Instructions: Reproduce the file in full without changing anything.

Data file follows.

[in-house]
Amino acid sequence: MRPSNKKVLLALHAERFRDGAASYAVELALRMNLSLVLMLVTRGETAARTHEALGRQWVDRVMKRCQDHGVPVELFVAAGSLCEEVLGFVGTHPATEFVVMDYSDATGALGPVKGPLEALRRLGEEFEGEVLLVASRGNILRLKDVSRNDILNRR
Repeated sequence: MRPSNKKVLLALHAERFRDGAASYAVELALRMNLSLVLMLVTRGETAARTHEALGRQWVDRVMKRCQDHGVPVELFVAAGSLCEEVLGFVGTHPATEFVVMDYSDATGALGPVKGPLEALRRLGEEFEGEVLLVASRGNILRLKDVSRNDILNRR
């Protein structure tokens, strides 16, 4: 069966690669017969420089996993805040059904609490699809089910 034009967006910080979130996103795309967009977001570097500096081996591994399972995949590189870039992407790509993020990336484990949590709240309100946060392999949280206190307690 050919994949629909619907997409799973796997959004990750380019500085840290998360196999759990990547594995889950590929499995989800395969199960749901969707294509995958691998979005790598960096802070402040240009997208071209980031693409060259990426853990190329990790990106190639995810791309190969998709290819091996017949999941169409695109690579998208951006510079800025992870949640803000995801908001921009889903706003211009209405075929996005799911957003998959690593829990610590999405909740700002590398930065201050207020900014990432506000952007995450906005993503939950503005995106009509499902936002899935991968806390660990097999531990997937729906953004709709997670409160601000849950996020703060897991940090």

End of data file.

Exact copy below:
[in-house]
Amino acid sequence: MRPSNKKVLLALHAERFRDGAASYAVELALRMNLSLVLMLVTRGETAARTHEALGRQWVDRVMKRCQDHGVPVELFVAAGSLCEEVLGFVGTHPATEFVVMDYSDATGALGPVKGPLEALRRLGEEFEGEVLLVASRGNILRLKDVSRNDILNRR
Repeated sequence: MRPSNKKVLLALHAERFRDGAASYAVELALRMNLSLVLMLVTRGETAARTHEALGRQWVDRVMKRCQDHGVPVELFVAAGSLCEEVLGFVGTHPATEFVVMDYSDATGALGPVKGPLEALRRLGEEFEGEVLLVASRGNILRLKDVSRNDILNRR
């Protein structure tokens, strides 16, 4: 069966690669017969420089996993805040059904609490699809089910 034009967006910080979130996103795309967009977001570097500096081996591994399972995949590189870039992407790509993020990336484990949590709240309100946060392999949280206190307690 050919994949629909619907997409799973796997959004990750380019500085840290998360196999759990990547594995889950590929499995989800395969199960749901969707294509995958691998979005790598960096802070402040240009997208071209980031693409060259990426853990190329990790990106190639995810791309190969998709290819091996017949999941169409695109690579998208951006510079800025992870949640803000995801908001921009889903706003211009209405075929996005799911957003998959690593829990610590999405909740700002590398930065201050207020900014990432506000952007995450906005993503939950503005995106009509499902936002899935991968806390660990097999531990997937729906953004709709997670409160601000849950996020703060897991940090």